Tuesday, 12 April 2016

More about the obscene lie of "trickle-down" economics

     I've written before about how trickle-down economics is mislabeled, because it mixes metaphors with inconsistent gravitational fields. The term will not die, though; just the other day I found myself in an argument with a business owner who insisted that if only his taxes were lower, he could afford to hire more people and let that wealth trickle on down.
     Inadvertently, he formulated his claim in such a way as to make the absurdity of the theory so clear to me I felt compelled to blog about it here. Think about this: What he's saying is that unemployment happens because rich people don't have enough money to hire anybody.

     Seriously, that is what the whole tax-cuts-for-the-rich, trickle-down ideology really boils down to. If only the rich could get a break on their taxes, they could afford to hire some of those unemployed people and create jobs and wealth for everyone. Our economic ills are, apparently, due to the rich not being rich enough.

     Now, if you have any sympathy for the idea of the rich being job-creators, you'll probably be suspecting at this point that I've unfairly stated the theory in the most absurd way possible, and I'm ignoring the subtle genius of Reagan's brilliant insight. After all, the fellow I was arguing with seemed pretty sure that it was his hefty tax bill that kept him from expanding, and shouldn't he know better than I the details of his own business? Doesn't it make sense that, if the state confiscates too much of the proceeds of productive enterprise, there will be nothing left to finance the further growth of that enterprise?
     Of course it sounds plausible, and all the more so because it has been so enthusiastically promoted as wise economic insight for nearly four decades now. But that plausibility begins to fall apart if you look a little closer at it.

     For example, if you've ever done your own taxes, you're probably aware that you can deduct expenses from your gross income. The basic principle is that if you need to spend money to make money, the money you had to spend is not counted as income when you recover it. Think of it this way: If you buy $100 of materials, and turn them into finished goods which I buy for $120, your income is $20, not $120. So our tax system is set up to tax you on your $20 gain, not the $120 in gross revenue.
     Now, if you run a business in which you hire people to work for you, their wages are classified as an expense for your business. This means they're not taxed (though your employees may have to pay income tax on it, minus their own deductible expenses -- the same rules apply to them). So what this means is that in fact, you can't actually blame taxes on your profits for not leaving you with enough  money to hire more workers; if you just went ahead and hired those workers from your business' pre-tax revenues, you wouldn't pay taxes on the portion of revenue used to pay their wages.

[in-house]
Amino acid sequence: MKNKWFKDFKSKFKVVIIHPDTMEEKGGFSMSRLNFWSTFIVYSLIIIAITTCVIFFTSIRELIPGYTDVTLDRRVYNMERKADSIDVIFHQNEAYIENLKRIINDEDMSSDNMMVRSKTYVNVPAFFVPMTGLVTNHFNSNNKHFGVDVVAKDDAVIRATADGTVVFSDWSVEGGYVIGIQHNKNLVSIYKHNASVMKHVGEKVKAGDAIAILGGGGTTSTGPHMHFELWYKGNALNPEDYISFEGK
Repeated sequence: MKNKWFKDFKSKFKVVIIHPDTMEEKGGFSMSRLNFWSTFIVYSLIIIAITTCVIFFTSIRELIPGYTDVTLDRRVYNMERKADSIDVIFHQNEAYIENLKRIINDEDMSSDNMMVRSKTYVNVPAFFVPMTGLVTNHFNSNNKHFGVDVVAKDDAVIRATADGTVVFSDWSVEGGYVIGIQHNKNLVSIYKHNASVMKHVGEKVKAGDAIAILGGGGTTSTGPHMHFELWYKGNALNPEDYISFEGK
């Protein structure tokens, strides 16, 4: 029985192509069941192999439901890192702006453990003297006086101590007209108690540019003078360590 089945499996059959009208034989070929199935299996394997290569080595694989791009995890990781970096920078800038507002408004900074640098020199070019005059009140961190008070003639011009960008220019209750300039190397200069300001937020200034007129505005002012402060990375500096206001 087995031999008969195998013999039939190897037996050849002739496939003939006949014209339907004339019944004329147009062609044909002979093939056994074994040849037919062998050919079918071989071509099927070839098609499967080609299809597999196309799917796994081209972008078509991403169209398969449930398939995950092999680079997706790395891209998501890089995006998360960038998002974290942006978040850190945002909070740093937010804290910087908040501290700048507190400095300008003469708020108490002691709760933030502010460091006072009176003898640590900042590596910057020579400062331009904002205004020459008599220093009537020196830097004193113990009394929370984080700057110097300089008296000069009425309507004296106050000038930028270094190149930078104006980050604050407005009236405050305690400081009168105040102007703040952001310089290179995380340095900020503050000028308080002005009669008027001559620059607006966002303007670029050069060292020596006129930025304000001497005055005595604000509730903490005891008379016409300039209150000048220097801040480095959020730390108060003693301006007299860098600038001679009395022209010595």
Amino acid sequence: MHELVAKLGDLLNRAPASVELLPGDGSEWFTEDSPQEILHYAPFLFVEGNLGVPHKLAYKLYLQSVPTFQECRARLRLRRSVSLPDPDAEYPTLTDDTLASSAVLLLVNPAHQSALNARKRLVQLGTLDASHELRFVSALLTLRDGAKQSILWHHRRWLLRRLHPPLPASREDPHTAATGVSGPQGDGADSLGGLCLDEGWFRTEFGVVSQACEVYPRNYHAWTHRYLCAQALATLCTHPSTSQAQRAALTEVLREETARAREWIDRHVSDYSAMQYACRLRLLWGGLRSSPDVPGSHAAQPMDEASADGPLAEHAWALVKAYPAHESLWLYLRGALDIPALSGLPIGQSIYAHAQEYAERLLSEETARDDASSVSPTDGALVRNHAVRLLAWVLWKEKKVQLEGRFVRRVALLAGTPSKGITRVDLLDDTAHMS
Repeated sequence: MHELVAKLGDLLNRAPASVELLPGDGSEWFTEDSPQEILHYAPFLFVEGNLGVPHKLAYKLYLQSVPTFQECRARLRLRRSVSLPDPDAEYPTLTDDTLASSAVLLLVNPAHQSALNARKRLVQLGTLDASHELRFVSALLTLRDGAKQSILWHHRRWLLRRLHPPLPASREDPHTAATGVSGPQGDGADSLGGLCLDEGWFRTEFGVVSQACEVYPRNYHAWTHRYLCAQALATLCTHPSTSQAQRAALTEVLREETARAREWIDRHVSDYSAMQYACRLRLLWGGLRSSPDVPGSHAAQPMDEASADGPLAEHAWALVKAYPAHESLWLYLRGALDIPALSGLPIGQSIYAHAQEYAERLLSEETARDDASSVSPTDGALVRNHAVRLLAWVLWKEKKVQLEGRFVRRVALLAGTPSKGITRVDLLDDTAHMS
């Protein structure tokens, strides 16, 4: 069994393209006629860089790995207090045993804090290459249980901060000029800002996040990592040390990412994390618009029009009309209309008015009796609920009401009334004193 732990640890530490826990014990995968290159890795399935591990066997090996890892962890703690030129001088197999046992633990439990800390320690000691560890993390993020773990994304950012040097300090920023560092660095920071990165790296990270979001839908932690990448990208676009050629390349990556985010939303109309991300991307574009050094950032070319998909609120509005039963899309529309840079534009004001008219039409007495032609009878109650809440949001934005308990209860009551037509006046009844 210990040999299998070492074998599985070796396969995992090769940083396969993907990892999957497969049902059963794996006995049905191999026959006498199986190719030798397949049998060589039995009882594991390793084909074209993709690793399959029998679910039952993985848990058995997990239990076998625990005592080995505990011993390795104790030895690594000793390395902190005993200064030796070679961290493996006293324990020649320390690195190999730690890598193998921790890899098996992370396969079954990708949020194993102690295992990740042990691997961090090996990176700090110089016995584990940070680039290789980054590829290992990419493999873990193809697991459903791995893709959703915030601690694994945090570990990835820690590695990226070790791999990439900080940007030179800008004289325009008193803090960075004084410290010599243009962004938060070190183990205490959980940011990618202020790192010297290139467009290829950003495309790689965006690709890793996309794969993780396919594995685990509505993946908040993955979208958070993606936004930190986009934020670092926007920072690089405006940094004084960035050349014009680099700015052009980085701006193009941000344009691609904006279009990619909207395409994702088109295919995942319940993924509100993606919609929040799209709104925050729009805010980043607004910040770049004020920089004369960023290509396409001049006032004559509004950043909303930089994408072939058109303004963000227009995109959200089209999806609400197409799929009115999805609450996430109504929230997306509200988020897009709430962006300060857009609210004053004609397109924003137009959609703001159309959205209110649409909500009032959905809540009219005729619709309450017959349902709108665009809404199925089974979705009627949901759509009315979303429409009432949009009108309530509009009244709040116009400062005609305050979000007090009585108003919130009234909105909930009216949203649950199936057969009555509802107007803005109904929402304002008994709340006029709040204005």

The point here is that if a business isn't hiring new people, it's simply wrong to blame that on their taxes being too high. And the same is true for capital investment and other forms of expansion: our tax system is carefully designed to have all sorts of exemptions and deductions to encourage growth, which only makes sense, because the more money you make, the more taxes there are to collect. The taxman's interests are actually aligned with yours here. Sure, tax policies can be made smarter, but that's not a synonym for "lower".

     The other thing that's disastrously wrong about trickle-down theory is that it applies an extremely simplistic model of investment. To be fair, it's the model that most of us learn through school and which is reinforced in ordinary household economics and even in games like Minecraft: You need to save up a surplus pool of resources to build stuff. If you haven't punched enough trees or gathered enough vespene gas or saved up enough coins in your piggy bank, you can't start your project.
     This makes good intuitive sense, and it is a prudent way to manage your affairs. But it is almost shockingly naive to assume that entrepreneurs and job-creators are limited to this approach, and all the more so when you consider that the richest of the rich made their fortunes either in or at least in large part with the assistance of the finance industry.
     You see, entrepreneurs do not start out rich, and then decide they finally have enough money to trickle it down to everyone else. They start out by seeing an opportunity to get rich, a way to provide something that people will pay them for. Of course, as mentioned above, it often takes money to make money, so they have to come up with the capital to get started, to build a factory and to buy materials and hire and train staff, and in so doing they create jobs and growth. But here's the thing: they don't need to have all the resources to do that themselves up front.  They can get a business loan from a bank. They can incorporate a corporation and sell shares. This is why we even have a finance industry: to raise the capital to finance the exploitation of profitable opportunities!

     (It's true today, of course, that a large amount of entrepreneurial activity is dependent on billionaire investors, but that's largely because we have concentrated so much wealth in the hands of billionaires; the institutions of finance and banking would work just as well with millions of small investors as they do with a few huge ones. Indeed, billionaire investors are the old-fashioned, pre-finance way of doing things. Back in the day, you had to go to the king or some other extremely wealthy noble to get your bright idea funded, and there was little incentive to do so since His Majesty would own it all. Also, he only had so much time to divide among all the clever people pitching ideas, and would probably rather be hunting anyway. This is why the emergence of financial markets, publicly traded companies, credit and other innovations in the Renaissance led to such unprecedented economic growth as we've seen in the last few centuries. It's also, I submit, why that growth is slowing down as we concentrate the money again in the hands of a few billionaires.)